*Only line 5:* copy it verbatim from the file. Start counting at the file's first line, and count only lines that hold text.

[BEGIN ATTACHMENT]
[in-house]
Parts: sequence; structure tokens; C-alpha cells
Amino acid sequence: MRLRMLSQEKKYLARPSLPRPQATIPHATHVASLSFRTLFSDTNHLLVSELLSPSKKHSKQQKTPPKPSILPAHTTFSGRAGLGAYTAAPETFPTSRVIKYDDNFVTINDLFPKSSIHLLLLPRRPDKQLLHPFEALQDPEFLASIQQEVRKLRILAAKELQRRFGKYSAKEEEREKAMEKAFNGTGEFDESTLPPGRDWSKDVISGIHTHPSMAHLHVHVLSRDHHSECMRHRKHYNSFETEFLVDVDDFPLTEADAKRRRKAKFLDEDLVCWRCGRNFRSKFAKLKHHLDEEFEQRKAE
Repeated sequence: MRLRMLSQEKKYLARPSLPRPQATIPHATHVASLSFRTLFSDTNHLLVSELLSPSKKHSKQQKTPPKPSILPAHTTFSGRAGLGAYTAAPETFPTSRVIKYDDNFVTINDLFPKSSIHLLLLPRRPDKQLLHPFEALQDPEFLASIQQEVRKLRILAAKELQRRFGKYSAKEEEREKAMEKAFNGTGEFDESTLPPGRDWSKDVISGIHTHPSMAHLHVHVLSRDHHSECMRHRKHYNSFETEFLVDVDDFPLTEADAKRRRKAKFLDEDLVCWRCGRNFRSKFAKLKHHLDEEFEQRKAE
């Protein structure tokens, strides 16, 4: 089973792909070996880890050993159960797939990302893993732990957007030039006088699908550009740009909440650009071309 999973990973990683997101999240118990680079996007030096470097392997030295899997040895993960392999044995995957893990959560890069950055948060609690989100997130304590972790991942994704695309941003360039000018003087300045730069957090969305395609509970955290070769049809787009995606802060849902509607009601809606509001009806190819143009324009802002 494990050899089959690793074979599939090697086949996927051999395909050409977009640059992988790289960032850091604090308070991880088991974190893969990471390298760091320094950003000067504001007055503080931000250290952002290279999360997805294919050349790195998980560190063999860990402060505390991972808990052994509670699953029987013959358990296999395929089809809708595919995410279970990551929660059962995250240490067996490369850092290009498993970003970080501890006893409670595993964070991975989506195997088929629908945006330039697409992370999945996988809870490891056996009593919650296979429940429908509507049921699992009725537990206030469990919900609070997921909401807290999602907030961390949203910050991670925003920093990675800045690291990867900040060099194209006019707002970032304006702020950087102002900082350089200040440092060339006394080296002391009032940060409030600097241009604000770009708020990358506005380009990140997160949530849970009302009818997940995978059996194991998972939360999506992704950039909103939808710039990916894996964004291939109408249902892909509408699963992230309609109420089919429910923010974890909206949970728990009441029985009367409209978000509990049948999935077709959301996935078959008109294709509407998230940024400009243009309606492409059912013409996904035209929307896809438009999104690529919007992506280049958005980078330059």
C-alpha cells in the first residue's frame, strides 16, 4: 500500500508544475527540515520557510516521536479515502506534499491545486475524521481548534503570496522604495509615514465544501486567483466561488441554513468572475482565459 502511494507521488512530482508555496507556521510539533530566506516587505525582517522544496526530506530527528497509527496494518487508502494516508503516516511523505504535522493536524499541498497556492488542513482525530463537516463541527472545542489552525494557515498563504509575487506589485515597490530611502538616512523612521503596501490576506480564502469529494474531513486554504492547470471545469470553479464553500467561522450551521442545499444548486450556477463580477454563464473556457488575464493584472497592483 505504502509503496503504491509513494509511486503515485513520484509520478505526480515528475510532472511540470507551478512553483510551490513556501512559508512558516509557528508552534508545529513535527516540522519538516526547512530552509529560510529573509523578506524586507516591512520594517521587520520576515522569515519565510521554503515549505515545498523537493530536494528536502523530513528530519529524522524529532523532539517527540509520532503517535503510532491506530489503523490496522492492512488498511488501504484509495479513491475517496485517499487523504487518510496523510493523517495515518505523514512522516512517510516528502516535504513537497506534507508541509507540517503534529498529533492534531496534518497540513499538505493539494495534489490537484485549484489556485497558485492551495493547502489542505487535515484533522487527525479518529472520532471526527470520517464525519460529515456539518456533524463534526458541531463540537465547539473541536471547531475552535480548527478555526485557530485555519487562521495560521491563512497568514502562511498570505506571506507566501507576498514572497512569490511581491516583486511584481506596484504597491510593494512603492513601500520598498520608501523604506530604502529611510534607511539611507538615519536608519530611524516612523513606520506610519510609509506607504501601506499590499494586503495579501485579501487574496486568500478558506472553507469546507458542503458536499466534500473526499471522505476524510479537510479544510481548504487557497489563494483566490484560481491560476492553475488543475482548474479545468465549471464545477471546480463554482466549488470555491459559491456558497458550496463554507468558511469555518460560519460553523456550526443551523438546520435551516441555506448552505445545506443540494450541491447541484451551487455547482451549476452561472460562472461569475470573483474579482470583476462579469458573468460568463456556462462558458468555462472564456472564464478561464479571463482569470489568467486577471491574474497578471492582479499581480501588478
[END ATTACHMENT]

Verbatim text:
């Protein structure tokens, strides 16, 4: 089973792909070996880890050993159960797939990302893993732990957007030039006088699908550009740009909440650009071309 999973990973990683997101999240118990680079996007030096470097392997030295899997040895993960392999044995995957893990959560890069950055948060609690989100997130304590972790991942994704695309941003360039000018003087300045730069957090969305395609509970955290070769049809787009995606802060849902509607009601809606509001009806190819143009324009802002 494990050899089959690793074979599939090697086949996927051999395909050409977009640059992988790289960032850091604090308070991880088991974190893969990471390298760091320094950003000067504001007055503080931000250290952002290279999360997805294919050349790195998980560190063999860990402060505390991972808990052994509670699953029987013959358990296999395929089809809708595919995410279970990551929660059962995250240490067996490369850092290009498993970003970080501890006893409670595993964070991975989506195997088929629908945006330039697409992370999945996988809870490891056996009593919650296979429940429908509507049921699992009725537990206030469990919900609070997921909401807290999602907030961390949203910050991670925003920093990675800045690291990867900040060099194209006019707002970032304006702020950087102002900082350089200040440092060339006394080296002391009032940060409030600097241009604000770009708020990358506005380009990140997160949530849970009302009818997940995978059996194991998972939360999506992704950039909103939808710039990916894996964004291939109408249902892909509408699963992230309609109420089919429910923010974890909206949970728990009441029985009367409209978000509990049948999935077709959301996935078959008109294709509407998230940024400009243009309606492409059912013409996904035209929307896809438009999104690529919007992506280049958005980078330059």